The optical transport market continued to grow in the first quarter, fueled by shrinking lead times and not as many component shortages, according to a recent report from Dell’Oro Group.
Indeed, optical transport equipment revenue increased 8% year-over-year. Huawei, Ciena, Nokia, ZTE and Infinera were the top suppliers in the trailing four quarter period, with Dell’Oro noting Nokia and Infinera particularly “outperformed.” Those vendors saw optical revenue rise by 13% and 20% year-over-year, respectively.
In Nokia’s case, Dell’Oro Group VP Jimmy Yu told Fierce the vendor in the past year has opened “some big contracts,” especially in Europe. But what really helped Nokia’s optical revenue was that “they had enough supply come in that they actually start to deliver on these projects.”
As for Infinera, Yu noted it has done “pretty well in managing [its] supply chain,” compared to other optical system vendors. Infinera’s ICE6 optical engine, which has 800-gig capabilities, is also impacting its optical revenue.
“As they produce more of that…they’re able to win with that product," he said. "They’re gaining because they’re shipping a lot more of the ICE6 throughout the year and in the quarter."
But Q1 optical transport revenues weren’t as high as they could have been, as Dell’Oro’s report pointed out the China market “slightly contracted” in the quarter. Yu said while China ended its “zero Covid” policy last December, the country is “still maneuvering around ending [that] policy.”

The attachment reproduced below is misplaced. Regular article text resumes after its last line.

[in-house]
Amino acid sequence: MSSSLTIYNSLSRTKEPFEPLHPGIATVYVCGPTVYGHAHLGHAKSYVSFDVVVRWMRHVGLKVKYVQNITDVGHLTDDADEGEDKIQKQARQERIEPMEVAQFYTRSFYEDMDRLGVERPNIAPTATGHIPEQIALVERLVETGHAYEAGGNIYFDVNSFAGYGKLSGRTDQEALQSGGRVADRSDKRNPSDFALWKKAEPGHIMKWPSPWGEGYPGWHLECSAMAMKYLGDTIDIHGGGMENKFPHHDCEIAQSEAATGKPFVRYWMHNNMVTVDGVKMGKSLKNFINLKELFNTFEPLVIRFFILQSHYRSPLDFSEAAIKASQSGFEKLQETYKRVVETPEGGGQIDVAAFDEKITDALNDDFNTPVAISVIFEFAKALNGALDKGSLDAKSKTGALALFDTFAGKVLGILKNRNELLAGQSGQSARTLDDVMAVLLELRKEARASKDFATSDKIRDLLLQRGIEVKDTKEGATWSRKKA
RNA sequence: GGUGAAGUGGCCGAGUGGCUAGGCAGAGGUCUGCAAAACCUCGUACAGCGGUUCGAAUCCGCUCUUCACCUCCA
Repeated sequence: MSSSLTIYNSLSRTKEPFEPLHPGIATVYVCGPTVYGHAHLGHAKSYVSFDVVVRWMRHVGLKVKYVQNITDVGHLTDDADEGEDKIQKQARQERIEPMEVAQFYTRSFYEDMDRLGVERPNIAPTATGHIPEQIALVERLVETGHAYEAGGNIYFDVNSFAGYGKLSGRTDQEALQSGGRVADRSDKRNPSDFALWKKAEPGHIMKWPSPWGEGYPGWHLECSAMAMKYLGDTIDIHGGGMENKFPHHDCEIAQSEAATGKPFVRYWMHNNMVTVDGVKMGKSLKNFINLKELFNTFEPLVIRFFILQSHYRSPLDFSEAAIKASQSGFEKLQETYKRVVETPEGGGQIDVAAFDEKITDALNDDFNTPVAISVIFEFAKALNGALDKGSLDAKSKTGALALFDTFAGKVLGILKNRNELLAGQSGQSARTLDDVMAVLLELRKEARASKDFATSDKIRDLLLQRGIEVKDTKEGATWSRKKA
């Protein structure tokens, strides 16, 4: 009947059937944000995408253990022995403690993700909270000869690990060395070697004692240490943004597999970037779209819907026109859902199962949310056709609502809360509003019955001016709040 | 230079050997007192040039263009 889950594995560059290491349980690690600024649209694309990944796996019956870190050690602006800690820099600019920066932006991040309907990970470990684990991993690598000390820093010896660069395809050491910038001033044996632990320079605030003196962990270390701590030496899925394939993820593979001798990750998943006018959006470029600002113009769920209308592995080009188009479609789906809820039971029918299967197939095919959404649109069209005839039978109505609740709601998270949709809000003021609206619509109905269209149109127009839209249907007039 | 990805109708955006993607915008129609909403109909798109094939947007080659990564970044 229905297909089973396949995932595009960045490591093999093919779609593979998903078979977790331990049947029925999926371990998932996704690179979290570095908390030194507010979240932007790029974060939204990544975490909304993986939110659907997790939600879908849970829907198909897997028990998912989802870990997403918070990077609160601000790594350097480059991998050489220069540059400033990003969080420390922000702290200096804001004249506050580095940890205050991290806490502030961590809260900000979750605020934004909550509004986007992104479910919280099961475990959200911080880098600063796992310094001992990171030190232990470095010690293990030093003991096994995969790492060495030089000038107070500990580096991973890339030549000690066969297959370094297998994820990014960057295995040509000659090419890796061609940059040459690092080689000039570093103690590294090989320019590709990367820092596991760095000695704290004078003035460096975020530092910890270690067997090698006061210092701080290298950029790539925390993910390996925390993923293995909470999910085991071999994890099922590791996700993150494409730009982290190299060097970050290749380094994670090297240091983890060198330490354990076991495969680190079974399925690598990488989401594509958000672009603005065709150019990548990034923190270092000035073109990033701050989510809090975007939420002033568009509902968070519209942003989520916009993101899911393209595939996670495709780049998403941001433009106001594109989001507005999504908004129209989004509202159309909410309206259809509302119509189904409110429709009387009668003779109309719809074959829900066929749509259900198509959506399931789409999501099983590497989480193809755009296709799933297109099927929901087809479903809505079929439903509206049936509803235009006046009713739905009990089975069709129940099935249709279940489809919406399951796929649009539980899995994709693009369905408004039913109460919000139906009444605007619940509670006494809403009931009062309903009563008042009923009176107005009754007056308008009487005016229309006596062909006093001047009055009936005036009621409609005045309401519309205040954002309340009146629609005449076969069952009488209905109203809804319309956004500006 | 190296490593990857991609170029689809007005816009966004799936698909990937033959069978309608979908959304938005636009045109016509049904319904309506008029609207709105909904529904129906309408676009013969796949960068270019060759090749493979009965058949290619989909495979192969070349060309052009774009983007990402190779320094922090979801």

“I think you can have this sort of three to six months’ time for [China] to kind of return to grip,” he added. “So, I do think maybe the second half of this year, they could start to come back to year-over-year growth.”
Speaking more broadly on the supply chain, Yu thinks the optical transport market is “entering the end” of the supply chain shortage issues that have existed since the start of the pandemic.
“Based on just the way the components can be flowing through, it sounds like the shortage is actually coming to a close,” he said. “I do expect it to continue improving this year.”
Although component shortages may not be as prevalent this year, Yu noted some operators, especially in North America, are concerned about a possible recession. “They may hesitate on how much they spend this year, just to be cautious,” he said.
Finally, Dell’Oro highlighted internet content provider spending on wavelength division multiplexing (WDM) equipment continued to increase in Q1. But Yu said he was cautious on the trajectory of that spend in 2023.
“A lot of these big internet content providers are concerned about the economy and they’re starting to do layoffs, watching their capital,” he said. Those providers could also dedicate more of their budgets on AI and machine learning in their data center servers.
“The third thing I’m a little concerned about is the concept of doing IT over [dense] WDM,” Yu added. “So not really using a traditional DWDM system, but using a 400ZR optical plug on a router that also cannibalizes from the traditional optical transport markets that I track.”